ArrivalBecause of the rainy season, I never got to see sun(or anything)at the peak. My only images are from a short distance below the peak, the ranger station (the last stop before the peak), and lower trails. However, I summited twice in the mist. If you have any questions, feel free to ask.
Fly into MoBay. Pay for a Tropical Tours transfer to Ocho Rios ($15US). Check into a small local hotel near the round-about. Walk over to the market area and secure taxi for next day.
Note: Make sure the guy is a registered taxi with a red plate and an id.
I meet the taxi driver at 5:00am. We agreed on $65US to get me to Section. He takes the costal road to Port Antonio and then turns right and climbs into the rain forest up the mountians. Right before Section, the road is washed out, and taxi driver doesn't (can’t) want to try crossing the bypass. So I cut him loose and begin walking from there. Up and down a hill for about 1 1/2 miles to a construction-looking place. A dirt road and sign "Starlite Chalet" is on the left. I hiked a tough 2 hours up--often stopping to catch my heart. There's only a small stream between the main road and the top of the mountain, so load up on water. From the top, you can see across the valley. There's a sign to the right for the village of Westphalia, but I decided to spend some time hiking to the left. I take a path for about 800meters, leading up through a farmer's field up through tangle-weed (as they call it). This was the beginning of Sir John's Peak. From here, you can look down at Westphalia and the Green Valley. I could not get to the ridge as the brush was too thick. From here, I was beat, so I set back down to Westphalia.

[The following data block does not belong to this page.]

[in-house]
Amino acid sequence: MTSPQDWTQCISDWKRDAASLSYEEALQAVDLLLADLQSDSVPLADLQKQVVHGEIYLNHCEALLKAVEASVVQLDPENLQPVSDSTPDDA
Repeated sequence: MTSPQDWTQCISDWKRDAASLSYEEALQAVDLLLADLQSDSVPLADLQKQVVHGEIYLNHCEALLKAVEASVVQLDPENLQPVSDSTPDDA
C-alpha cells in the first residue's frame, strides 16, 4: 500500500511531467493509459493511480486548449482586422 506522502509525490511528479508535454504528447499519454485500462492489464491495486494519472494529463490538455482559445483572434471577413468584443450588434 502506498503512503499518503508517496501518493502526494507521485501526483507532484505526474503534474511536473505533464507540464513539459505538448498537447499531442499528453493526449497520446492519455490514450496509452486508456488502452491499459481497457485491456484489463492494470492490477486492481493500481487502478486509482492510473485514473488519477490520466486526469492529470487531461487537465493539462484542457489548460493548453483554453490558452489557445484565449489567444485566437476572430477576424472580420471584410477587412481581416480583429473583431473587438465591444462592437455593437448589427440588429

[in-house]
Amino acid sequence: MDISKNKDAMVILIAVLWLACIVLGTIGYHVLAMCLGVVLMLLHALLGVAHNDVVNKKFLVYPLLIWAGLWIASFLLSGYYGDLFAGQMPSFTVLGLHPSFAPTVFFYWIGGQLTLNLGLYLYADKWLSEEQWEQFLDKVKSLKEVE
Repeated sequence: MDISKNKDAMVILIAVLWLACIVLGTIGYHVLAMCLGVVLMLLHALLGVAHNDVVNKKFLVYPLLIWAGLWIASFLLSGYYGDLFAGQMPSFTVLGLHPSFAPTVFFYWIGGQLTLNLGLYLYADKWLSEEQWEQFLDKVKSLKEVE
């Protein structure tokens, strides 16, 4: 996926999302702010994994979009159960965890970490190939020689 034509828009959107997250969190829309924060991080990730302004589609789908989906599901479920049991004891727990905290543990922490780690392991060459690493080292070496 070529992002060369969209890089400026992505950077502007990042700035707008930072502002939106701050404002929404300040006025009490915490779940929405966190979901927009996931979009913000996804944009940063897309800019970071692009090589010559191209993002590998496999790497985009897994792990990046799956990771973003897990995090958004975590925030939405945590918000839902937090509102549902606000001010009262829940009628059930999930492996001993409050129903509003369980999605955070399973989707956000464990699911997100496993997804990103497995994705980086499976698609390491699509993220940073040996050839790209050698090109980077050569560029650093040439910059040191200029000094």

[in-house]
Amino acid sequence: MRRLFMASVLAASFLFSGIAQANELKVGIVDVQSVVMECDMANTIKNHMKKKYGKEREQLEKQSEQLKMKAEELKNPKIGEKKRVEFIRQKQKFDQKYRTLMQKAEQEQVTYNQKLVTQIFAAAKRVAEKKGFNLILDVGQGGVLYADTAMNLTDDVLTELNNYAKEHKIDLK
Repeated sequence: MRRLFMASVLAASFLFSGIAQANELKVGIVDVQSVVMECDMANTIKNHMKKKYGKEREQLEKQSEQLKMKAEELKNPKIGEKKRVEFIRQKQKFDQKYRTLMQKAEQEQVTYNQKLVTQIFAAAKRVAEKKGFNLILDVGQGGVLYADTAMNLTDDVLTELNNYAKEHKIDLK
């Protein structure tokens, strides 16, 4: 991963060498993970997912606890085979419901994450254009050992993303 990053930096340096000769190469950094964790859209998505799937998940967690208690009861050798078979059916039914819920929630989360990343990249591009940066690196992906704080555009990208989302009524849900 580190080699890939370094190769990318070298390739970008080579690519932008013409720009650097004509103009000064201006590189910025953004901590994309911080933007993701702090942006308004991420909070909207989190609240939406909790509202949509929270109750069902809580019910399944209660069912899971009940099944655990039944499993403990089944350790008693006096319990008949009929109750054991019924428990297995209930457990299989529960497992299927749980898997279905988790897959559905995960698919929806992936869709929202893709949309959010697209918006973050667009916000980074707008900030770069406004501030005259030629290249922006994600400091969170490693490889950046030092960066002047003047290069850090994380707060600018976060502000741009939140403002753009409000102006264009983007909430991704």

Arriving in the evening, started asking around for a place to sleep. Some men told me I could set up my hammock behind the school. I shared a Mountain House dinner with them. They were very nice, and I got one of them to escort me down the hill through the Green River Valley the next day, which would take me over the next mountain to the Blue Mountain trail. I watched the kids play soccer before going to bed.